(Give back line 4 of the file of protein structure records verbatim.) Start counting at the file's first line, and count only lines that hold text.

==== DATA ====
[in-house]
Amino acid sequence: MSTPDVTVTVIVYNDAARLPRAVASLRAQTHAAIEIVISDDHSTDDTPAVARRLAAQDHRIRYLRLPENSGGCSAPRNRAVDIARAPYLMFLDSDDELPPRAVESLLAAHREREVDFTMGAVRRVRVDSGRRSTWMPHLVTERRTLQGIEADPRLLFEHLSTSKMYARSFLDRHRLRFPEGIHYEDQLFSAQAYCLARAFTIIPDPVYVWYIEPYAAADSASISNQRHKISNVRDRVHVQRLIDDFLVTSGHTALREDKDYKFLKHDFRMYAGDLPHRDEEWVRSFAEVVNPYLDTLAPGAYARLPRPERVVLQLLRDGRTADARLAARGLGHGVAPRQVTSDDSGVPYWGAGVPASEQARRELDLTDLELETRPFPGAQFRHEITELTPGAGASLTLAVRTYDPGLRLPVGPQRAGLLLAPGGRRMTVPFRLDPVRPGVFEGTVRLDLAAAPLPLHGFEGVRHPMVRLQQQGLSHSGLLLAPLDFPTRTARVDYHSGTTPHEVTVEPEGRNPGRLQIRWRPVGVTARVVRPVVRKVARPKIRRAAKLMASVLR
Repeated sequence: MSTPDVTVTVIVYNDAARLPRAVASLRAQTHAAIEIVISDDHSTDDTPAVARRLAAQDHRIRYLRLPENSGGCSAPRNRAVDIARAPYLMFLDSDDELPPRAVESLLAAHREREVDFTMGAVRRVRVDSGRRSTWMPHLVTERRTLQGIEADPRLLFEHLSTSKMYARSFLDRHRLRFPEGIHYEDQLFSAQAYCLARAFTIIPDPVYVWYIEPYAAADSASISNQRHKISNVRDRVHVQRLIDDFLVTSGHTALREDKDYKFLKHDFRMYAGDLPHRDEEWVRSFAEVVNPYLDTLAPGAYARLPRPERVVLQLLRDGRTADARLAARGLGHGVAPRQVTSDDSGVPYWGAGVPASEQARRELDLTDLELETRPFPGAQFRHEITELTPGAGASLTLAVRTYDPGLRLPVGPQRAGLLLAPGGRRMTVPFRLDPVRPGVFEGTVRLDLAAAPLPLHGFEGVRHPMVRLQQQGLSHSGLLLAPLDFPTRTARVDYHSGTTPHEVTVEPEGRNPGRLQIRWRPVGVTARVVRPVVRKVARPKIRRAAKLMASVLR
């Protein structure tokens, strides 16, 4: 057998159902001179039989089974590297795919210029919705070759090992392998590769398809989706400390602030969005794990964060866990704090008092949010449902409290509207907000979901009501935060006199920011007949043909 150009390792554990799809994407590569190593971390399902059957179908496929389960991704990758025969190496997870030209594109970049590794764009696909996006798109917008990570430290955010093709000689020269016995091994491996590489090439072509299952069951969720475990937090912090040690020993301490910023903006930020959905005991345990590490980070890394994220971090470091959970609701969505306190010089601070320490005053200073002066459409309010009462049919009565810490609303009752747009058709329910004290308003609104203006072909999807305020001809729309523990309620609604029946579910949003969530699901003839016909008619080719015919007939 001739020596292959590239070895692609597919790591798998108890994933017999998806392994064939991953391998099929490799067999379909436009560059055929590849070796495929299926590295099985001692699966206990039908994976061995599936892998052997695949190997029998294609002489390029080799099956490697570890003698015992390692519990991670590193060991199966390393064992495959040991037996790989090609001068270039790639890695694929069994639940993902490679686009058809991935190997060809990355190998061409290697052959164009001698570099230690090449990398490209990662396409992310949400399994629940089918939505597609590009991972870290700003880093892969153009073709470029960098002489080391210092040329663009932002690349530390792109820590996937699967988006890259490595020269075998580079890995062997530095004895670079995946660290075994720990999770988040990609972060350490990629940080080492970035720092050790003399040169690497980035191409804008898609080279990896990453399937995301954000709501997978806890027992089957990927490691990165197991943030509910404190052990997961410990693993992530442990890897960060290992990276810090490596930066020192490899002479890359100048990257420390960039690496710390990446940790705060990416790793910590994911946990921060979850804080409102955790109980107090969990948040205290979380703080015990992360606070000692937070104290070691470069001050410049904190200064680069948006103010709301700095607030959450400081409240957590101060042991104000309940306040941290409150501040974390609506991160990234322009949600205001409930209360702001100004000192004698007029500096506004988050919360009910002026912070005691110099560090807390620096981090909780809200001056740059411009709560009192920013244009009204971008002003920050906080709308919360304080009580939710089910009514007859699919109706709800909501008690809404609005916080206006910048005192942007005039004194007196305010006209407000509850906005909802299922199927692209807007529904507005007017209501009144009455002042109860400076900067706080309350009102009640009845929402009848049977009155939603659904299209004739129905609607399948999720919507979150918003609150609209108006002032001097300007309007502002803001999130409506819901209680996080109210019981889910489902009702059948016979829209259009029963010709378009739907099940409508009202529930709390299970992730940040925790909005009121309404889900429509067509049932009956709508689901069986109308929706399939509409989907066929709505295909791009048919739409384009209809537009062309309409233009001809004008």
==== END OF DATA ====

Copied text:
């Protein structure tokens, strides 16, 4: 057998159902001179039989089974590297795919210029919705070759090992392998590769398809989706400390602030969005794990964060866990704090008092949010449902409290509207907000979901009501935060006199920011007949043909 150009390792554990799809994407590569190593971390399902059957179908496929389960991704990758025969190496997870030209594109970049590794764009696909996006798109917008990570430290955010093709000689020269016995091994491996590489090439072509299952069951969720475990937090912090040690020993301490910023903006930020959905005991345990590490980070890394994220971090470091959970609701969505306190010089601070320490005053200073002066459409309010009462049919009565810490609303009752747009058709329910004290308003609104203006072909999807305020001809729309523990309620609604029946579910949003969530699901003839016909008619080719015919007939 001739020596292959590239070895692609597919790591798998108890994933017999998806392994064939991953391998099929490799067999379909436009560059055929590849070796495929299926590295099985001692699966206990039908994976061995599936892998052997695949190997029998294609002489390029080799099956490697570890003698015992390692519990991670590193060991199966390393064992495959040991037996790989090609001068270039790639890695694929069994639940993902490679686009058809991935190997060809990355190998061409290697052959164009001698570099230690090449990398490209990662396409992310949400399994629940089918939505597609590009991972870290700003880093892969153009073709470029960098002489080391210092040329663009932002690349530390792109820590996937699967988006890259490595020269075998580079890995062997530095004895670079995946660290075994720990999770988040990609972060350490990629940080080492970035720092050790003399040169690497980035191409804008898609080279990896990453399937995301954000709501997978806890027992089957990927490691990165197991943030509910404190052990997961410990693993992530442990890897960060290992990276810090490596930066020192490899002479890359100048990257420390960039690496710390990446940790705060990416790793910590994911946990921060979850804080409102955790109980107090969990948040205290979380703080015990992360606070000692937070104290070691470069001050410049904190200064680069948006103010709301700095607030959450400081409240957590101060042991104000309940306040941290409150501040974390609506991160990234322009949600205001409930209360702001100004000192004698007029500096506004988050919360009910002026912070005691110099560090807390620096981090909780809200001056740059411009709560009192920013244009009204971008002003920050906080709308919360304080009580939710089910009514007859699919109706709800909501008690809404609005916080206006910048005192942007005039004194007196305010006209407000509850906005909802299922199927692209807007529904507005007017209501009144009455002042109860400076900067706080309350009102009640009845929402009848049977009155939603659904299209004739129905609607399948999720919507979150918003609150609209108006002032001097300007309007502002803001999130409506819901209680996080109210019981889910489902009702059948016979829209259009029963010709378009739907099940409508009202529930709390299970992730940040925790909005009121309404889900429509067509049932009956709508689901069986109308929706399939509409989907066929709505295909791009048919739409384009209809537009062309309409233009001809004008």